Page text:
Ruble falls after key interest rate cut in Russia

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The Russian ruble fell above 58 to the dollar today, hitting its weakest point of the day, just after the central bank cut interest rates for the fourth time this year by 150 basis points to 8%, a bigger-than-expected cut. .

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The ruble was 1.9% weaker against the dollar at 57.74, after briefly reaching 58.14 in the minutes after the bank’s decision. Against the euro, it fell 1% to 57.79 on the Moscow Stock Exchange.

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The ruble has become the world’s best-performing currency so far this year, boosted by measures – including restrictions on Russian households withdrawing foreign currency savings – taken to shield Russia’s financial system from Western sanctions that were imposed after Moscow sent troops to Ukraine on February 24.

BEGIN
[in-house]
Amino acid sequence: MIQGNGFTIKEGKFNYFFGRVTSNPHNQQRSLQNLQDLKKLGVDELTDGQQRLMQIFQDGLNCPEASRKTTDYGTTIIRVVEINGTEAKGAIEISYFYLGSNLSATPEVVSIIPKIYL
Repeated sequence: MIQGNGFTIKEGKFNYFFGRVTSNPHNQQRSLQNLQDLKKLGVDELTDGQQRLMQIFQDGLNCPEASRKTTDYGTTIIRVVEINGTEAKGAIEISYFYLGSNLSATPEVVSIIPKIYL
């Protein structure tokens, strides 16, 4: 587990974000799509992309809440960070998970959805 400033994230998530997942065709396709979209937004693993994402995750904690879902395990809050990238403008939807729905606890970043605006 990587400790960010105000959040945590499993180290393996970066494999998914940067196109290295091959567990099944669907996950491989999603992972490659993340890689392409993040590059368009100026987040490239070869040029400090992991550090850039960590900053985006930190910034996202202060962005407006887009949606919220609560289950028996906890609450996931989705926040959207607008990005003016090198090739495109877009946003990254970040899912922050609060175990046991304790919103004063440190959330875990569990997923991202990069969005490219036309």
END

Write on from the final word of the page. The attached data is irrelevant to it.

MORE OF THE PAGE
Before February 24, the ruble was trading near 80 to the dollar and 85 to the euro.

The ruble’s strength has worried officials as it reduces Russia’s revenue from exports of commodities and other goods priced in dollars and euros.

To ease upward pressure on the currency, Russia relaxed some capital controls this week, allowing banks from designated “unfriendly countries” to trade between foreign currencies on Russian foreign exchange markets.

The central bank, which supports the idea of ​​a free-floating ruble, has further reduced upward pressure on the currency over the long term by cutting interest rates and thereby lowering ruble-denominated bond yields.

The finance ministry plans to return to OFZ bond lending in September, following the discontinuation of weekly bond auctions in February.

In stock markets, the RTS dollar index was 0.1% lower at 1,140.9. Russia’s ruble-based MOEX index rose 1.8 percent to 2,089.7 points.

Source: Capital

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